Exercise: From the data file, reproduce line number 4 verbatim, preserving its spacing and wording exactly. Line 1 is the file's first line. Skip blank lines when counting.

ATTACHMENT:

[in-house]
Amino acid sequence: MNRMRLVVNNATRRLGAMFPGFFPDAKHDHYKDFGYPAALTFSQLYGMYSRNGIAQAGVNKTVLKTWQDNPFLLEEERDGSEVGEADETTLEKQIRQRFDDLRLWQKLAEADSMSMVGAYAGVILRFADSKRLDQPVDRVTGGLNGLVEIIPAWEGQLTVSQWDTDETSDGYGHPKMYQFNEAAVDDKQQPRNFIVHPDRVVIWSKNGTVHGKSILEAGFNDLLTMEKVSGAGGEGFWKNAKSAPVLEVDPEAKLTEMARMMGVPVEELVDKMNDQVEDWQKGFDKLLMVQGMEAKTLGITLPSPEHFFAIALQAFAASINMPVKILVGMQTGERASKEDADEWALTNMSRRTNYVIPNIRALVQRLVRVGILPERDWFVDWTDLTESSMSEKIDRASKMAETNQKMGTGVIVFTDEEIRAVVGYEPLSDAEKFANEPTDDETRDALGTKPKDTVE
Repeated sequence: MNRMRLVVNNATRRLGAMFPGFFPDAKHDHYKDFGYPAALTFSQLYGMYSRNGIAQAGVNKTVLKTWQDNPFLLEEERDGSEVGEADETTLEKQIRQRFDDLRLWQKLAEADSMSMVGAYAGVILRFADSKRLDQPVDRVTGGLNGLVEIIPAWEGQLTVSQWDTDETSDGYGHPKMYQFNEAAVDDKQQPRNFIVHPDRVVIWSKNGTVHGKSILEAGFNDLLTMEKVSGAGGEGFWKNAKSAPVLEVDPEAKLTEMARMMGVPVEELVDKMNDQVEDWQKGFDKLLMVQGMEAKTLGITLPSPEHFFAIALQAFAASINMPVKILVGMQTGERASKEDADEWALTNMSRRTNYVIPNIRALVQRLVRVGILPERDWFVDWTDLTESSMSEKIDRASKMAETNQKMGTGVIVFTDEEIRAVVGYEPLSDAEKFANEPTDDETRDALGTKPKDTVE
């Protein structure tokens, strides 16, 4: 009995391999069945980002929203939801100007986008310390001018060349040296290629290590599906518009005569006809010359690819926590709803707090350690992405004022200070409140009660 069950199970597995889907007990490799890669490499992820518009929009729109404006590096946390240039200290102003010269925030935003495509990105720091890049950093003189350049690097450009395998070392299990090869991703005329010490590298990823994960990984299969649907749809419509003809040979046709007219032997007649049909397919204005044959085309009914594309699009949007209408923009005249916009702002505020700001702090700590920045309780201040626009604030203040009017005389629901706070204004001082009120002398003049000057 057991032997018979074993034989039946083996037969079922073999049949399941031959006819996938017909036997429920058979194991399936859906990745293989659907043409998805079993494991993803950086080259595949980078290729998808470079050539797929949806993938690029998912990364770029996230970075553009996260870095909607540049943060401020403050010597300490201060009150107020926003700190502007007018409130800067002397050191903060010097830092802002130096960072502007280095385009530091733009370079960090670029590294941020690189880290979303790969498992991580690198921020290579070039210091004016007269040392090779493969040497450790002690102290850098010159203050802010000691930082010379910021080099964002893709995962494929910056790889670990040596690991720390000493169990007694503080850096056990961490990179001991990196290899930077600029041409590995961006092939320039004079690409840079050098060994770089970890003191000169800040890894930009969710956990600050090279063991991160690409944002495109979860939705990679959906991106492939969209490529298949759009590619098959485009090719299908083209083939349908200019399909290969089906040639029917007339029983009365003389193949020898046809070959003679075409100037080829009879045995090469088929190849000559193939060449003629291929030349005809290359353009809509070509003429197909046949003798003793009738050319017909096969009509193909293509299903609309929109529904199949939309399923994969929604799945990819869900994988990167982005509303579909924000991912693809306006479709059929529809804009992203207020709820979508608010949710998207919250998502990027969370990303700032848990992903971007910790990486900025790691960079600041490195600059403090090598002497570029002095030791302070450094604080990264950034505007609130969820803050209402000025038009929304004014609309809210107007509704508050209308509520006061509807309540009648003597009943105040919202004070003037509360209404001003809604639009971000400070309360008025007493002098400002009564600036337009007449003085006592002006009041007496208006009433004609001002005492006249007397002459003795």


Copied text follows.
């Protein structure tokens, strides 16, 4: 009995391999069945980002929203939801100007986008310390001018060349040296290629290590599906518009005569006809010359690819926590709803707090350690992405004022200070409140009660 069950199970597995889907007990490799890669490499992820518009929009729109404006590096946390240039200290102003010269925030935003495509990105720091890049950093003189350049690097450009395998070392299990090869991703005329010490590298990823994960990984299969649907749809419509003809040979046709007219032997007649049909397919204005044959085309009914594309699009949007209408923009005249916009702002505020700001702090700590920045309780201040626009604030203040009017005389629901706070204004001082009120002398003049000057 057991032997018979074993034989039946083996037969079922073999049949399941031959006819996938017909036997429920058979194991399936859906990745293989659907043409998805079993494991993803950086080259595949980078290729998808470079050539797929949806993938690029998912990364770029996230970075553009996260870095909607540049943060401020403050010597300490201060009150107020926003700190502007007018409130800067002397050191903060010097830092802002130096960072502007280095385009530091733009370079960090670029590294941020690189880290979303790969498992991580690198921020290579070039210091004016007269040392090779493969040497450790002690102290850098010159203050802010000691930082010379910021080099964002893709995962494929910056790889670990040596690991720390000493169990007694503080850096056990961490990179001991990196290899930077600029041409590995961006092939320039004079690409840079050098060994770089970890003191000169800040890894930009969710956990600050090279063991991160690409944002495109979860939705990679959906991106492939969209490529298949759009590619098959485009090719299908083209083939349908200019399909290969089906040639029917007339029983009365003389193949020898046809070959003679075409100037080829009879045995090469088929190849000559193939060449003629291929030349005809290359353009809509070509003429197909046949003798003793009738050319017909096969009509193909293509299903609309929109529904199949939309399923994969929604799945990819869900994988990167982005509303579909924000991912693809306006479709059929529809804009992203207020709820979508608010949710998207919250998502990027969370990303700032848990992903971007910790990486900025790691960079600041490195600059403090090598002497570029002095030791302070450094604080990264950034505007609130969820803050209402000025038009929304004014609309809210107007509704508050209308509520006061509807309540009648003597009943105040919202004070003037509360209404001003809604639009971000400070309360008025007493002098400002009564600036337009007449003085006592002006009041007496208006009433004609001002005492006249007397002459003795």